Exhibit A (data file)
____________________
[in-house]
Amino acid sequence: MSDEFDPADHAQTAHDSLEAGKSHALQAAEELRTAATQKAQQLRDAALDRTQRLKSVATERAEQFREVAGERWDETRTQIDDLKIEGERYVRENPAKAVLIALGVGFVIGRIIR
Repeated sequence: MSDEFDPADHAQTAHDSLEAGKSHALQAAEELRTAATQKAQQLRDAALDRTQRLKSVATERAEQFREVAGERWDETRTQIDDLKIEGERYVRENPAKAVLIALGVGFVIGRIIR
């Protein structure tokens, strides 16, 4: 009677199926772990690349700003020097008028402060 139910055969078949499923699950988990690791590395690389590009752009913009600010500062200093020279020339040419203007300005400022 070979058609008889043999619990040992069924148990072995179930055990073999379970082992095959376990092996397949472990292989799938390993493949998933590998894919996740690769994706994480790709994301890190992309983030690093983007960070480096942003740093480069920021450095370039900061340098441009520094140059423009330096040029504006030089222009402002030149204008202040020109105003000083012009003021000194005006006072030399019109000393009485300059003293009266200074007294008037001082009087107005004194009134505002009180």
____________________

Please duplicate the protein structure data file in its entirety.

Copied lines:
[in-house]
Amino acid sequence: MSDEFDPADHAQTAHDSLEAGKSHALQAAEELRTAATQKAQQLRDAALDRTQRLKSVATERAEQFREVAGERWDETRTQIDDLKIEGERYVRENPAKAVLIALGVGFVIGRIIR
Repeated sequence: MSDEFDPADHAQTAHDSLEAGKSHALQAAEELRTAATQKAQQLRDAALDRTQRLKSVATERAEQFREVAGERWDETRTQIDDLKIEGERYVRENPAKAVLIALGVGFVIGRIIR
């Protein structure tokens, strides 16, 4: 009677199926772990690349700003020097008028402060 139910055969078949499923699950988990690791590395690389590009752009913009600010500062200093020279020339040419203007300005400022 070979058609008889043999619990040992069924148990072995179930055990073999379970082992095959376990092996397949472990292989799938390993493949998933590998894919996740690769994706994480790709994301890190992309983030690093983007960070480096942003740093480069920021450095370039900061340098441009520094140059423009330096040029504006030089222009402002030149204008202040020109105003000083012009003021000194005006006072030399019109000393009485300059003293009266200074007294008037001082009087107005004194009134505002009180």